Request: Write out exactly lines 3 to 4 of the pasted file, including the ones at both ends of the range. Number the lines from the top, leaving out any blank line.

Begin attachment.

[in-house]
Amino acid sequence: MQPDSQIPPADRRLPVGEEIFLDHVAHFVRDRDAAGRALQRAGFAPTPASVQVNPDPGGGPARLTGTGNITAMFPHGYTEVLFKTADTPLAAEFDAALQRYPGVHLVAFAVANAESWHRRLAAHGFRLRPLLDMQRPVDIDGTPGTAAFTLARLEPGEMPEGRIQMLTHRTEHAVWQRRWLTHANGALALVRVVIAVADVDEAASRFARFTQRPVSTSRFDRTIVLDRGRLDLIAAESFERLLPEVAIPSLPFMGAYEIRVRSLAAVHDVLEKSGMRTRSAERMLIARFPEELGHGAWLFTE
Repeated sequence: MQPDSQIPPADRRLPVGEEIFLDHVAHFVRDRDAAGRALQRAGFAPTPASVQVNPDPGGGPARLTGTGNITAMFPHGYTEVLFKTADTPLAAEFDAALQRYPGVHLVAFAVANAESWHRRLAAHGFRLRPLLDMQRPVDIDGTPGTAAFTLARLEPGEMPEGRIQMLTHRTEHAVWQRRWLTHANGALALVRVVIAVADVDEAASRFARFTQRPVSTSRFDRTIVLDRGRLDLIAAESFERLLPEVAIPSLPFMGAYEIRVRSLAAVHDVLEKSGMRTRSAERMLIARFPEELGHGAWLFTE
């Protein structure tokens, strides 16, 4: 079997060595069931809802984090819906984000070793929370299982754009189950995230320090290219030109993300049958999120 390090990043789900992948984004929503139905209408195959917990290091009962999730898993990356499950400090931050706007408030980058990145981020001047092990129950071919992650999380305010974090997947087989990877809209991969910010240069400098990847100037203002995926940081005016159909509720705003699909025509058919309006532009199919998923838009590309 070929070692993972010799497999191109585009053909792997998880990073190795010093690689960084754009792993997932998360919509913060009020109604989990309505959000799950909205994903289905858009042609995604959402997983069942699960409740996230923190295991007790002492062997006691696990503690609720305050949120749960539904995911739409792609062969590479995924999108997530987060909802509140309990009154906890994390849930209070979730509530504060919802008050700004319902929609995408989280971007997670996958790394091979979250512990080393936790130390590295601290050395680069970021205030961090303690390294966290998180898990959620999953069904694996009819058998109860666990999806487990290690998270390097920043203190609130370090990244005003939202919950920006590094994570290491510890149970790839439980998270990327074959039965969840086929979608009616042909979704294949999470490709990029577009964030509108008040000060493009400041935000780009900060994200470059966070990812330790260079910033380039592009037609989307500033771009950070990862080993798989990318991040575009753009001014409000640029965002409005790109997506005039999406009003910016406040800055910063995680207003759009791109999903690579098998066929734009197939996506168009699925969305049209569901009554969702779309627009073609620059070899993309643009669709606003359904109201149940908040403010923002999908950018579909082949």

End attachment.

Repeated sequence: MQPDSQIPPADRRLPVGEEIFLDHVAHFVRDRDAAGRALQRAGFAPTPASVQVNPDPGGGPARLTGTGNITAMFPHGYTEVLFKTADTPLAAEFDAALQRYPGVHLVAFAVANAESWHRRLAAHGFRLRPLLDMQRPVDIDGTPGTAAFTLARLEPGEMPEGRIQMLTHRTEHAVWQRRWLTHANGALALVRVVIAVADVDEAASRFARFTQRPVSTSRFDRTIVLDRGRLDLIAAESFERLLPEVAIPSLPFMGAYEIRVRSLAAVHDVLEKSGMRTRSAERMLIARFPEELGHGAWLFTE
């Protein structure tokens, strides 16, 4: 079997060595069931809802984090819906984000070793929370299982754009189950995230320090290219030109993300049958999120 390090990043789900992948984004929503139905209408195959917990290091009962999730898993990356499950400090931050706007408030980058990145981020001047092990129950071919992650999380305010974090997947087989990877809209991969910010240069400098990847100037203002995926940081005016159909509720705003699909025509058919309006532009199919998923838009590309 070929070692993972010799497999191109585009053909792997998880990073190795010093690689960084754009792993997932998360919509913060009020109604989990309505959000799950909205994903289905858009042609995604959402997983069942699960409740996230923190295991007790002492062997006691696990503690609720305050949120749960539904995911739409792609062969590479995924999108997530987060909802509140309990009154906890994390849930209070979730509530504060919802008050700004319902929609995408989280971007997670996958790394091979979250512990080393936790130390590295601290050395680069970021205030961090303690390294966290998180898990959620999953069904694996009819058998109860666990999806487990290690998270390097920043203190609130370090990244005003939202919950920006590094994570290491510890149970790839439980998270990327074959039965969840086929979608009616042909979704294949999470490709990029577009964030509108008040000060493009400041935000780009900060994200470059966070990812330790260079910033380039592009037609989307500033771009950070990862080993798989990318991040575009753009001014409000640029965002409005790109997506005039999406009003910016406040800055910063995680207003759009791109999903690579098998066929734009197939996506168009699925969305049209569901009554969702779309627009073609620059070899993309643009669709606003359904109201149940908040403010923002999908950018579909082949």